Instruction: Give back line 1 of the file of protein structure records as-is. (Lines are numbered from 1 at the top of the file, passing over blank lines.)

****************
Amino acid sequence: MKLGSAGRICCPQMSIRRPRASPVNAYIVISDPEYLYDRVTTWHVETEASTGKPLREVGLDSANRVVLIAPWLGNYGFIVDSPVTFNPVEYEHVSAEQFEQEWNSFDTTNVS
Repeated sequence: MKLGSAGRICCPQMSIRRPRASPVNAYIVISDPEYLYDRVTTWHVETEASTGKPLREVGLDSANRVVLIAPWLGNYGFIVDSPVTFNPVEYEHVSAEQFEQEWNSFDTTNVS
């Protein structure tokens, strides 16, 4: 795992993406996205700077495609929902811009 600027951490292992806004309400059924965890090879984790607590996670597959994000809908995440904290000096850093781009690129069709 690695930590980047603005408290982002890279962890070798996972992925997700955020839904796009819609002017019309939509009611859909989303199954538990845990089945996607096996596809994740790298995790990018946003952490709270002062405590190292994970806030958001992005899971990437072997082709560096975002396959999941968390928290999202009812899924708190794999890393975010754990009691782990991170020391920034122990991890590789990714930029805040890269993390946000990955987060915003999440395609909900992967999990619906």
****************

Amino acid sequence: MKLGSAGRICCPQMSIRRPRASPVNAYIVISDPEYLYDRVTTWHVETEASTGKPLREVGLDSANRVVLIAPWLGNYGFIVDSPVTFNPVEYEHVSAEQFEQEWNSFDTTNVS